and sent the rich away empty. 
5. He said the oddest things. Sometimes they were straight up paradoxes, or at the very least dialectical. Like the Sermon on the Mount. He told parables, which are pretty much the best short-short story collection ever assembled. And if you start to list the things he said that Christians tend to overlook, things get pretty wacky. As just one example, Jesus taught that John the Baptist was Elijah come again (and who was going to come "again again"; 11:14). 
6. Did I mention he had the best friends? We might mention Moses and Elijah, with whom he was tight. But then also Mary Magdalene, John the Baptist, the disciples (some better than others, as it were, but my favorite is Peter). And then he seemed to simply get out with people in social settings pretty much all the time. It's like everywhere Jesus went was either to attend a party, or to assemble one. Hence, the water to wine in John 2. And again Matthew 11: the Son of Man came eating and drinking, and they say, ‘Look, a glutton and a drunkard, a friend of tax collectors and sinners!’
7. He regularly stuck it to the powerful... like pretty much all the time. But he could at the same time be really close friends with those in power who had themselves aligned with his movement. Think of Zachaeus. But he was always sensitive to the weak and lowly ones. Think children. Or the widow who gave all she had. Or the woman who washed his feet. And so on.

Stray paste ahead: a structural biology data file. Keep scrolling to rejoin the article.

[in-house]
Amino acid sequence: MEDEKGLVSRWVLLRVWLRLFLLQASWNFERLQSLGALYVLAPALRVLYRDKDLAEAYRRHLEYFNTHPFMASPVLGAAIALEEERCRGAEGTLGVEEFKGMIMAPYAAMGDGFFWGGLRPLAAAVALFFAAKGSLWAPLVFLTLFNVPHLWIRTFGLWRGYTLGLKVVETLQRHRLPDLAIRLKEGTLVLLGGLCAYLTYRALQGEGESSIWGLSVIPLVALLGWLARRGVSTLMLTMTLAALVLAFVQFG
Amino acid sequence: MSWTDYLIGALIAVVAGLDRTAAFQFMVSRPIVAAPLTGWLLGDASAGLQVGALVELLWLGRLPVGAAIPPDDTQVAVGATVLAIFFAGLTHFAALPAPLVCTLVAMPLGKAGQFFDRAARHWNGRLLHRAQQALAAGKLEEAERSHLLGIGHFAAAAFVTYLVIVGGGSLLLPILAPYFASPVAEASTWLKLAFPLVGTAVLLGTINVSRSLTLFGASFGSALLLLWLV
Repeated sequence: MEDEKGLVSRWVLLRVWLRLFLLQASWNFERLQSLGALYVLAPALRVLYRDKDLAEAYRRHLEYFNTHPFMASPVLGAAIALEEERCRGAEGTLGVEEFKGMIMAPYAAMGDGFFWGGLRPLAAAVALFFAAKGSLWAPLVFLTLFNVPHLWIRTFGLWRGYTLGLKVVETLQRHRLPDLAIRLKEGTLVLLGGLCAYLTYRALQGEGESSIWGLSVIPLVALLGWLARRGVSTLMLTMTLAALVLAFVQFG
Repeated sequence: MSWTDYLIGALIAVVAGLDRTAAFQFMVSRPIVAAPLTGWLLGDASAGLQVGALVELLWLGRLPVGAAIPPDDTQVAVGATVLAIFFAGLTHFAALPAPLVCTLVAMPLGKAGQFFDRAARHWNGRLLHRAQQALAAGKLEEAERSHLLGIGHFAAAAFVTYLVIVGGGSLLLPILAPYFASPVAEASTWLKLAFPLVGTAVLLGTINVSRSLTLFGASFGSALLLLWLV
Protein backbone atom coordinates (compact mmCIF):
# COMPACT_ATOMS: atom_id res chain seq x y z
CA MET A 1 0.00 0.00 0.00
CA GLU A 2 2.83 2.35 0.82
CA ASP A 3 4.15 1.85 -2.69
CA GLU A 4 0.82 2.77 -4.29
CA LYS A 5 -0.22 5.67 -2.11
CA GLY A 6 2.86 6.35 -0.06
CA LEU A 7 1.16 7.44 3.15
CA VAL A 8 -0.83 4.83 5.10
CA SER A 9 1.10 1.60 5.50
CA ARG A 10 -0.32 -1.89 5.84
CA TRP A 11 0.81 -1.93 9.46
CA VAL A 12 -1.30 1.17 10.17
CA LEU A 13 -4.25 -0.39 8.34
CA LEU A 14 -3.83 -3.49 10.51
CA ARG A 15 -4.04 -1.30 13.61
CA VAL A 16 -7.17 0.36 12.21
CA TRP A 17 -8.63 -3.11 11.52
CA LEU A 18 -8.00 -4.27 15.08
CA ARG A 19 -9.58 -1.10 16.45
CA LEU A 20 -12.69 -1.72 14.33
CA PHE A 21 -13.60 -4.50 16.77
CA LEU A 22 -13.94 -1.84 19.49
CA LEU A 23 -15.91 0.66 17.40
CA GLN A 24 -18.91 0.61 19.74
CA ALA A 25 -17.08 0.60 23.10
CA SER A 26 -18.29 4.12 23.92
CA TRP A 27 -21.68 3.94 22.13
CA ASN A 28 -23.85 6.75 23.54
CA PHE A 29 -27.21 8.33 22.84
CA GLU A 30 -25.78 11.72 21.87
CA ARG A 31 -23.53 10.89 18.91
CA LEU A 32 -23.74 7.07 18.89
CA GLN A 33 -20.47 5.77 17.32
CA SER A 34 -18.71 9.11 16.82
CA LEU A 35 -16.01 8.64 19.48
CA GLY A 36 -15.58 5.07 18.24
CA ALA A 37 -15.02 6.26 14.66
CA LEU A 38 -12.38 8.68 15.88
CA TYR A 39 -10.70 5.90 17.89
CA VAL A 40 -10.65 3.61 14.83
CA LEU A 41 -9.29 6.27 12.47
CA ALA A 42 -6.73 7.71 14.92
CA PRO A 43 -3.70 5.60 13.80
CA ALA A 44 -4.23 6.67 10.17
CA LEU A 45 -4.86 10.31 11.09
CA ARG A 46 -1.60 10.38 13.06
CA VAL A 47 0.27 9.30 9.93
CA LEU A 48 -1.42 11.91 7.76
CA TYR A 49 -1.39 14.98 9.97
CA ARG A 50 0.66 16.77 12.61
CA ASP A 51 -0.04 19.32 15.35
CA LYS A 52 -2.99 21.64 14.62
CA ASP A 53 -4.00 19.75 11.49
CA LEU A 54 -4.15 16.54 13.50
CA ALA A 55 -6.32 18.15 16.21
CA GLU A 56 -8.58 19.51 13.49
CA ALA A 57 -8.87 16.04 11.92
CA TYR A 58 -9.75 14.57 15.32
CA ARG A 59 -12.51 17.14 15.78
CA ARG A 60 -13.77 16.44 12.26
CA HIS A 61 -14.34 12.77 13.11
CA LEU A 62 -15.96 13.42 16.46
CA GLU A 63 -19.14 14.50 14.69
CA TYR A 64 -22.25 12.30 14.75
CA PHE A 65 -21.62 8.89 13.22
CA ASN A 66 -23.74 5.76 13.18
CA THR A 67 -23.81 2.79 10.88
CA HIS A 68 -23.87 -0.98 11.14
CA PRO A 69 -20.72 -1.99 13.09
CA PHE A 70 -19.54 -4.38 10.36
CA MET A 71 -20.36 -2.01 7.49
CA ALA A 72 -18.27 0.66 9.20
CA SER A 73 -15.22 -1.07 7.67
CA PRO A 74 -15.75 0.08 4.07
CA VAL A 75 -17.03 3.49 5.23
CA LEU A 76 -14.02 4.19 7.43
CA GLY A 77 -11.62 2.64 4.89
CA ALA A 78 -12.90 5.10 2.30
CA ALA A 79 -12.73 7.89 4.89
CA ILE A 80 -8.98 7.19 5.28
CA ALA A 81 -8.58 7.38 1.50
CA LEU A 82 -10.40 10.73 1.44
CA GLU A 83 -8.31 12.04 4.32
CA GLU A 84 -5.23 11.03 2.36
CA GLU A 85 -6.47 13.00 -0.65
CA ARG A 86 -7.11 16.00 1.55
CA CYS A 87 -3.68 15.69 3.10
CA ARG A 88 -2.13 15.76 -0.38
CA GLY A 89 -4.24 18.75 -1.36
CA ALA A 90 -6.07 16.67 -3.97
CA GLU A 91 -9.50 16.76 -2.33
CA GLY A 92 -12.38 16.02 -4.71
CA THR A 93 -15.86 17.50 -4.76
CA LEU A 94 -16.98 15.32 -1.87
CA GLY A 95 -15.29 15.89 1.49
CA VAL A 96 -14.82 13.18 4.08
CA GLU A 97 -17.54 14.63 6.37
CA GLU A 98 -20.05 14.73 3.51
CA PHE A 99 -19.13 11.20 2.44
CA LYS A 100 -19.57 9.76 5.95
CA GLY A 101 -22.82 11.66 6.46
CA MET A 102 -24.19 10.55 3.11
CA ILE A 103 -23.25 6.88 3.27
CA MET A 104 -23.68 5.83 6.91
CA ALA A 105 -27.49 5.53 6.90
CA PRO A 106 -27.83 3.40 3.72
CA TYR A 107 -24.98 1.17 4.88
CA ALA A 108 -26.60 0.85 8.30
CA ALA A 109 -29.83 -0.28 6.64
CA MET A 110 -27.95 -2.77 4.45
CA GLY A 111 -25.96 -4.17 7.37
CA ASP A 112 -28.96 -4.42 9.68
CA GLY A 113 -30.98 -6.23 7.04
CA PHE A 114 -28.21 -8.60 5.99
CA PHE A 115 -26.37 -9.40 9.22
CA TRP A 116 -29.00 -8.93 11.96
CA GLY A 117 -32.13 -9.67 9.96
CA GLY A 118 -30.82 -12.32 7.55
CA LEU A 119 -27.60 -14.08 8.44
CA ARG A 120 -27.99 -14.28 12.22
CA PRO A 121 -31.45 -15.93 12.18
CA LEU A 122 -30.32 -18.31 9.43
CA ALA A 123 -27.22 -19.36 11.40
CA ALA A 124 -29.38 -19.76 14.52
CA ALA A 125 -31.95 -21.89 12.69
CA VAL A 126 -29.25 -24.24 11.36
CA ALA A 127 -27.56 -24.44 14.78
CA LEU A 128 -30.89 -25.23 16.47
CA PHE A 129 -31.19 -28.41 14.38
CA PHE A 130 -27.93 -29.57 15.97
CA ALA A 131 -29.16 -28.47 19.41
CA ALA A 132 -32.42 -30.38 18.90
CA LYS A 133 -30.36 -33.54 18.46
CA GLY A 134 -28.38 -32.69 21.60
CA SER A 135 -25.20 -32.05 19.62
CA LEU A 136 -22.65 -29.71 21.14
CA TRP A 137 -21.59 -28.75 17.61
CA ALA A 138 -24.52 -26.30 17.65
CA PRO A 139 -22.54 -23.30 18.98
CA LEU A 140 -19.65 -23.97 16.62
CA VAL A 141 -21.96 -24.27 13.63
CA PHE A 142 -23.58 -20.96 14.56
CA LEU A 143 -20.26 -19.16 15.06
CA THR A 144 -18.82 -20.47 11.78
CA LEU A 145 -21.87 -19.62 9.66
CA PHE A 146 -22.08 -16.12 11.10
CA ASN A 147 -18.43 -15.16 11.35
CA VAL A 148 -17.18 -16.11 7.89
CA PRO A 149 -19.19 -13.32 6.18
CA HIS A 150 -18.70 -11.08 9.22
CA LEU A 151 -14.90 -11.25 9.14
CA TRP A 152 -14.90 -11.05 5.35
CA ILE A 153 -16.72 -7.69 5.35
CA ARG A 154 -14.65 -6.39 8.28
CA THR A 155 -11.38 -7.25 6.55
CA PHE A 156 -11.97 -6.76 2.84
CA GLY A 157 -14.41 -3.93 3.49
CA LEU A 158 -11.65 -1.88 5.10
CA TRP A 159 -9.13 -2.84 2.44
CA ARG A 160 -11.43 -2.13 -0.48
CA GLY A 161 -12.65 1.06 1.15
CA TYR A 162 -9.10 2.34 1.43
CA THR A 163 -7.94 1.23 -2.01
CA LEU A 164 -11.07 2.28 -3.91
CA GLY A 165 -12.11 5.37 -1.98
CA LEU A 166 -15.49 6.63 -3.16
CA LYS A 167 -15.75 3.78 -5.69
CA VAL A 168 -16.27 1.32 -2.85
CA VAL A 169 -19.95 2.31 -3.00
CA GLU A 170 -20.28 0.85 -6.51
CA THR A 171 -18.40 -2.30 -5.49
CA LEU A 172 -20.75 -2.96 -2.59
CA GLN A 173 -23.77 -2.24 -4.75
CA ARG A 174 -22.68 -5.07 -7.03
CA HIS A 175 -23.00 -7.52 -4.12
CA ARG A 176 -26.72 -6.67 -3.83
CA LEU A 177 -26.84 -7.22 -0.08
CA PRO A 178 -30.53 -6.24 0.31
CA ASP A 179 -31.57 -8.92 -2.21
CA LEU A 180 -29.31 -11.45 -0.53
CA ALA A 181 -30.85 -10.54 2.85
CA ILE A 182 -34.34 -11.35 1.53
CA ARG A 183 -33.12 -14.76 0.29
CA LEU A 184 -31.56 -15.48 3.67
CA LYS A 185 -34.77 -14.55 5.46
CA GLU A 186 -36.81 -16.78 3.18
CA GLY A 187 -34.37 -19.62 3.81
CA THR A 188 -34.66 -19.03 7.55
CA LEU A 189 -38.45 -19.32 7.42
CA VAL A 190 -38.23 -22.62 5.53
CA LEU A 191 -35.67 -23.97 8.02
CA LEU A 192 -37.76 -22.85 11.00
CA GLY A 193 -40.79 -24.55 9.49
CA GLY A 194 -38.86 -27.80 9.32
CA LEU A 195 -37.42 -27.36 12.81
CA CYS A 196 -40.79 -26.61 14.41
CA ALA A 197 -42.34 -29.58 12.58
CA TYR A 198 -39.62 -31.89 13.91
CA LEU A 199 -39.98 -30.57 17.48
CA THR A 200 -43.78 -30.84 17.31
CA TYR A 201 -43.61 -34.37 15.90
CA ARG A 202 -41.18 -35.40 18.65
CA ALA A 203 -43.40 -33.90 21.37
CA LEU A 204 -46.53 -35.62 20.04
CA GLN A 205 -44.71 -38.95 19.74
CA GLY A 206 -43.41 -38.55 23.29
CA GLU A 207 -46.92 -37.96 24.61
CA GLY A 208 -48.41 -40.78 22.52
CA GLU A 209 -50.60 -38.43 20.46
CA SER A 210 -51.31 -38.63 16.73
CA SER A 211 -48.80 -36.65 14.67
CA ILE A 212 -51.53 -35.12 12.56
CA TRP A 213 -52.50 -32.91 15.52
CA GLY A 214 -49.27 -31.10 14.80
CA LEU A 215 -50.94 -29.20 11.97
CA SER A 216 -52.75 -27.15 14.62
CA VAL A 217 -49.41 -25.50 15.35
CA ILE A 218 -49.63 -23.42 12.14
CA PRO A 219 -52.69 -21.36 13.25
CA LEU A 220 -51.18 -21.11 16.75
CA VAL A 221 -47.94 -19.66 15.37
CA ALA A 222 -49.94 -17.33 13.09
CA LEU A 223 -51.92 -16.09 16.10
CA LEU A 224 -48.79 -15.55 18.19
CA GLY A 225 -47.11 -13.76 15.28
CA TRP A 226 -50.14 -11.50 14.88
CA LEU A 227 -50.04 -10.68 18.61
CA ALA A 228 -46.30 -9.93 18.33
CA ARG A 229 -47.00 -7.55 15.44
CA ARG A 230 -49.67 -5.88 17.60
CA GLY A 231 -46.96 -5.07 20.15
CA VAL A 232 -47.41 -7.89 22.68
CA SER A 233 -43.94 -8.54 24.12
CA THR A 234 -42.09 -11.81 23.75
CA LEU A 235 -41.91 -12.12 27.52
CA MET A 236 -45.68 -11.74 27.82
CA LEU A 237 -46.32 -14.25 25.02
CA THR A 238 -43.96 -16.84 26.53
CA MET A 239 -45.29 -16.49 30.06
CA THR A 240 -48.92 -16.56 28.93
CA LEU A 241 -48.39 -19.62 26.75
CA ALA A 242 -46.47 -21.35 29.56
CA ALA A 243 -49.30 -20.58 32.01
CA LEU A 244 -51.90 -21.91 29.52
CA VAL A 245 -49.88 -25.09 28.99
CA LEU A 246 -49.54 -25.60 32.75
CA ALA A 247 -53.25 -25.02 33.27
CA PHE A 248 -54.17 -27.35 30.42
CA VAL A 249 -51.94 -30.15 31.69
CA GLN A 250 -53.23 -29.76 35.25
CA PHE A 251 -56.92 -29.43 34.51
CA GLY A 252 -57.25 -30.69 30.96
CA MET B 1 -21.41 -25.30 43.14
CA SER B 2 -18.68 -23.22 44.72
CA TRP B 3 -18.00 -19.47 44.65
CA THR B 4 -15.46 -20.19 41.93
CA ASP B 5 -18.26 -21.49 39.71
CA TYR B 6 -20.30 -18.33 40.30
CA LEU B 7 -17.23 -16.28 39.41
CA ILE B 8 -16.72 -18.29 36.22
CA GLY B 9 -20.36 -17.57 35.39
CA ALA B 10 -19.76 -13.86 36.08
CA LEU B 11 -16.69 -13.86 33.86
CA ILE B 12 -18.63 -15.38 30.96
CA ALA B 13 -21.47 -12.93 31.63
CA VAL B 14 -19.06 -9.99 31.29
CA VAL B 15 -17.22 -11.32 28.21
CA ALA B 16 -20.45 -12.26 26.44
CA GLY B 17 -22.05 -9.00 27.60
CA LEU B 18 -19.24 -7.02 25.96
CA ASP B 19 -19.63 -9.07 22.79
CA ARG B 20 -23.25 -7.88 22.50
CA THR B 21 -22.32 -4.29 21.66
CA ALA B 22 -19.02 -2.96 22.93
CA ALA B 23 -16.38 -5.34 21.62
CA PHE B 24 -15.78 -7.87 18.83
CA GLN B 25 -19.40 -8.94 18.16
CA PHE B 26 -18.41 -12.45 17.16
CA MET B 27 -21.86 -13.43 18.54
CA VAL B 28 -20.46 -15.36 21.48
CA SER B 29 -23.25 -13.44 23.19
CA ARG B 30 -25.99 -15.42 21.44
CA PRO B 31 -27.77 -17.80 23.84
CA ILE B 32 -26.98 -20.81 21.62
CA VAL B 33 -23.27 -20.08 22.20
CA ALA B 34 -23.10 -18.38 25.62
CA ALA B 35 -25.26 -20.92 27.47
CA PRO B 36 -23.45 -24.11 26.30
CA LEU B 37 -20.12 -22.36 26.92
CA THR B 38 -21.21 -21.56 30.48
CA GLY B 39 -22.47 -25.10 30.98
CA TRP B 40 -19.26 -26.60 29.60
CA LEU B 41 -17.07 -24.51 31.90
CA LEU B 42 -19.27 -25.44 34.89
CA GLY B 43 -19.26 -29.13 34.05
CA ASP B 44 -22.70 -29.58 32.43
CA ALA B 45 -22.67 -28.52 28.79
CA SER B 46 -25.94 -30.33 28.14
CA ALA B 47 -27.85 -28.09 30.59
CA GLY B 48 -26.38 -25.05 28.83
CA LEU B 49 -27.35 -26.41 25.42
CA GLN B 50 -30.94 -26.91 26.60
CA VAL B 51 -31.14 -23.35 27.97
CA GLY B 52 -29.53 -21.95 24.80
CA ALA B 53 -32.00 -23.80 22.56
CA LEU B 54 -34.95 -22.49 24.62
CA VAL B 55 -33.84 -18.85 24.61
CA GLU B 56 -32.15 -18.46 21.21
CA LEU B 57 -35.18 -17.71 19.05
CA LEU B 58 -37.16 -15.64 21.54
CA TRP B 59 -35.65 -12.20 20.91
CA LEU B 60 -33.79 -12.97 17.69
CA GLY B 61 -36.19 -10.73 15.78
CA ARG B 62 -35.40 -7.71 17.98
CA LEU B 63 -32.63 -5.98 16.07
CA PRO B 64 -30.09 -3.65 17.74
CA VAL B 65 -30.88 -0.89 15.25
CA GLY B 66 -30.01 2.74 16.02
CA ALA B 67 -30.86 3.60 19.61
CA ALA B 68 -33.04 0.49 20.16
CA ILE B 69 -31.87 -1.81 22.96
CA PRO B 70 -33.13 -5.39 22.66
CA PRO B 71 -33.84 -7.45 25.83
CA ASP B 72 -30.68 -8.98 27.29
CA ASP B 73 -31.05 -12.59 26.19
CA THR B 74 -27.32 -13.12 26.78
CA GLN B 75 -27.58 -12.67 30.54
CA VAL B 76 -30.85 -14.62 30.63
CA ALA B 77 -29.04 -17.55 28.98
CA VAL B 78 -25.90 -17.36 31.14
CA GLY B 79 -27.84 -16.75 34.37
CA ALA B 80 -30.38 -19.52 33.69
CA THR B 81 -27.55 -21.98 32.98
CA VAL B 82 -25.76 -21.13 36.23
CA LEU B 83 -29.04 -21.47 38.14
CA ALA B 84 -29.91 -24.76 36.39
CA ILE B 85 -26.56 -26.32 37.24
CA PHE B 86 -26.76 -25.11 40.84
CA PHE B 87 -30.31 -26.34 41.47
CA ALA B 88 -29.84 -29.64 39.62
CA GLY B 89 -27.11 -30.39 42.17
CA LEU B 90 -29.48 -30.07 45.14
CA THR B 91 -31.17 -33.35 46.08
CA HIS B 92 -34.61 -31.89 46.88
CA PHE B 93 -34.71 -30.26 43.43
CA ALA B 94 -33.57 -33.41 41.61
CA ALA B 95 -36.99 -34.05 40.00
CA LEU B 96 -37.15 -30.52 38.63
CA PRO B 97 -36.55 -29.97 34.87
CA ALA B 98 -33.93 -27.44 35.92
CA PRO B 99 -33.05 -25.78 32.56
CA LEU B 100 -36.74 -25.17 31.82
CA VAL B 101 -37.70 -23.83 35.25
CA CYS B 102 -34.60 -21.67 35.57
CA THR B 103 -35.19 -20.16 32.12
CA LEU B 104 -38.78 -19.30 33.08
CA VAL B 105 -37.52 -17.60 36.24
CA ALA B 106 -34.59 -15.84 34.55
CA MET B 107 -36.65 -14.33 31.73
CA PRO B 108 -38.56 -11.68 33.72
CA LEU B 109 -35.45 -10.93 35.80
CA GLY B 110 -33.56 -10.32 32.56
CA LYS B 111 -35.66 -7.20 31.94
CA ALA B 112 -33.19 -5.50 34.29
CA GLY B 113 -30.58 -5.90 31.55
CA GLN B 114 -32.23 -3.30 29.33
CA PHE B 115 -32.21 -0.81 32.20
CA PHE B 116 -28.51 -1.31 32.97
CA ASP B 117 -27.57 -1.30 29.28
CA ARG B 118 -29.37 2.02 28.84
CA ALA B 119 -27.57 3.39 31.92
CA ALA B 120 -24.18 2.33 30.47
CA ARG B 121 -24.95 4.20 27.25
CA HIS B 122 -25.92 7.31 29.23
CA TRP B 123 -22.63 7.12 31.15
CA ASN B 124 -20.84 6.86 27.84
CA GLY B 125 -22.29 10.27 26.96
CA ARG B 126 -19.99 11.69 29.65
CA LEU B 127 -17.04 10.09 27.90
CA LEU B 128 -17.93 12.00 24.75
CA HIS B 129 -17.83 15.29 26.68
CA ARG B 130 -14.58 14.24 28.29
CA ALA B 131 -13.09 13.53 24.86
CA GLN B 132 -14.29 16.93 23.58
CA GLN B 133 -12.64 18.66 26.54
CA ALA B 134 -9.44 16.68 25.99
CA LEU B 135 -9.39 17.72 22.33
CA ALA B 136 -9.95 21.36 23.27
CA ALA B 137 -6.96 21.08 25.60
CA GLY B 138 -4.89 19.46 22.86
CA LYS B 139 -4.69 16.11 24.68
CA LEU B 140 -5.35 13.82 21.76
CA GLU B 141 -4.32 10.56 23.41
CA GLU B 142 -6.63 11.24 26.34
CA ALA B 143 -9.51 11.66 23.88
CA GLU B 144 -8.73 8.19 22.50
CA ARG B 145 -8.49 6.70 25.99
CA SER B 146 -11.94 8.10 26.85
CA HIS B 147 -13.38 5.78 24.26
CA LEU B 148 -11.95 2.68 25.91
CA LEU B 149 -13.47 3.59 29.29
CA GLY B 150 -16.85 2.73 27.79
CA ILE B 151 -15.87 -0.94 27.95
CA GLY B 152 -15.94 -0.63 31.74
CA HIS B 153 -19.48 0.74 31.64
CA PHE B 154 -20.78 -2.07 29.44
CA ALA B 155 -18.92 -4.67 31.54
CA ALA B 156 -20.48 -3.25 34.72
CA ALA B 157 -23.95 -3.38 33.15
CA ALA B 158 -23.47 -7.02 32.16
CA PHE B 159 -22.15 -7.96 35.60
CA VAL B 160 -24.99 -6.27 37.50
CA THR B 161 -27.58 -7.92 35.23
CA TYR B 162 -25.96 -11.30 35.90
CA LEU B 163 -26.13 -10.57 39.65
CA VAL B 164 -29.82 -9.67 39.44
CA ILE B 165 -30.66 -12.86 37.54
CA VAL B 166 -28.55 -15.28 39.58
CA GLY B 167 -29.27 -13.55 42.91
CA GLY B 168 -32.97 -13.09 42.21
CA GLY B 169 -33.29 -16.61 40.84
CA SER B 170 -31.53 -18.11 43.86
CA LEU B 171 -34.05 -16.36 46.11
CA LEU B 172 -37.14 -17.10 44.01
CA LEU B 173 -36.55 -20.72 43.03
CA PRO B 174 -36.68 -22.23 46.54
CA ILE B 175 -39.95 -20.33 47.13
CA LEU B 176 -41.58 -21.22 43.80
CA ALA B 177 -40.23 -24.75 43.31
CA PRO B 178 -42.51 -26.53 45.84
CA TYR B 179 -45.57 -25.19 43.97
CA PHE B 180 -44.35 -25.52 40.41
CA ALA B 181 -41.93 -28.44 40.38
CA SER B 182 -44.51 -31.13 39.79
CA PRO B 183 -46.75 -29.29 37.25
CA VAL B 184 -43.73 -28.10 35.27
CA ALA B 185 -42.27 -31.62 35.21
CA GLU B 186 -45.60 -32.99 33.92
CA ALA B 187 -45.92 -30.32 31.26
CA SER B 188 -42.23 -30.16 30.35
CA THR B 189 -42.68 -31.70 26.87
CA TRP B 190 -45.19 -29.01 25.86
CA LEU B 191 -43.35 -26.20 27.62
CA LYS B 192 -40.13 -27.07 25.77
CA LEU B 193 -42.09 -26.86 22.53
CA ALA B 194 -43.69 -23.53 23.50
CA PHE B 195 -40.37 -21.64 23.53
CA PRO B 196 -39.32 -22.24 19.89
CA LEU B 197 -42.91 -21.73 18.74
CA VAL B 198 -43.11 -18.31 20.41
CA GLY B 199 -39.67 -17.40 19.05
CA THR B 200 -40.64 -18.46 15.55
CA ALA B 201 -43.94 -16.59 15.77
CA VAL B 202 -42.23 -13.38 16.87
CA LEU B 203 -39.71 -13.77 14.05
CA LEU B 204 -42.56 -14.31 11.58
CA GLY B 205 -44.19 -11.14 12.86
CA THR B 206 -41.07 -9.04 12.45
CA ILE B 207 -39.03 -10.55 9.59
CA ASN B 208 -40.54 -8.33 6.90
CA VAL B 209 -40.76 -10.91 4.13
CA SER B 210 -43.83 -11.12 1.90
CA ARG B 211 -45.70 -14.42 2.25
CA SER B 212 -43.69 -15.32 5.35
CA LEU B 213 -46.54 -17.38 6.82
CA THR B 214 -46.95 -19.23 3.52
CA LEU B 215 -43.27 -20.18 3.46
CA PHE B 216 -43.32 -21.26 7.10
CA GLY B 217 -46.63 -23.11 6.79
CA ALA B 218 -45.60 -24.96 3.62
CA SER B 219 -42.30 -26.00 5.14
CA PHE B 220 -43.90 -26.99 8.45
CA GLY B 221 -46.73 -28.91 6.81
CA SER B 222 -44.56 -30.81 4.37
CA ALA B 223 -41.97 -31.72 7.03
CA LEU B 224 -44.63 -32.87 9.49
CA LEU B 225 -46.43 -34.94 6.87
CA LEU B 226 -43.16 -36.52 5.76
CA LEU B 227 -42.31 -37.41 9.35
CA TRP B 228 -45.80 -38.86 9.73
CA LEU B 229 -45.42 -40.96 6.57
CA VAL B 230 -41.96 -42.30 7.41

8. We have four stories about him, which is way better than just having one. Some other religions portray Jesus in alternative ways... for example, at least a couple of world religions claim Jesus didn't die on the cross. But we have on good record from four witnesses that he did, and this his death, even more than his resurrection, is central to the good news. Jesus died. On a cross. In complete faithfulness to his mission.
9. He rose from the dead and was both recognizable and unrecognizable. He ate fish but also passed through doors. At his death, bodies came out of tombs and walked around Jerusalem. Ever since, people have tried to make sense of this moment, his death and resurrection, and they've come up with all kinds of fascinating perspectives, from the idea that the resurrection is just a collective unconscious insight of the apostolic community, all the way over to cosmic notions of a world transfigured and ontologically changed by the events around him in that moment... signified by the fact that the curtain on the temple with a painting of creation was torn in two when he died. All I know is, that was a big enough moment that people decided to go back and figure out roughly when Jesus was born and then date history from that moment. 
10. I could go on and on, because I love this guy so much. But in the end, one of the things I love most about him is that he coalesced a movement, a community of people who tries to be an outpost of the kingdom he cast a vision of, a continuing body of his presence in the world. The church is a lot of things, sometimes not that great of things, but in its best moments, it gives the world the continuing presence of this man, Jesus. That's no small thing.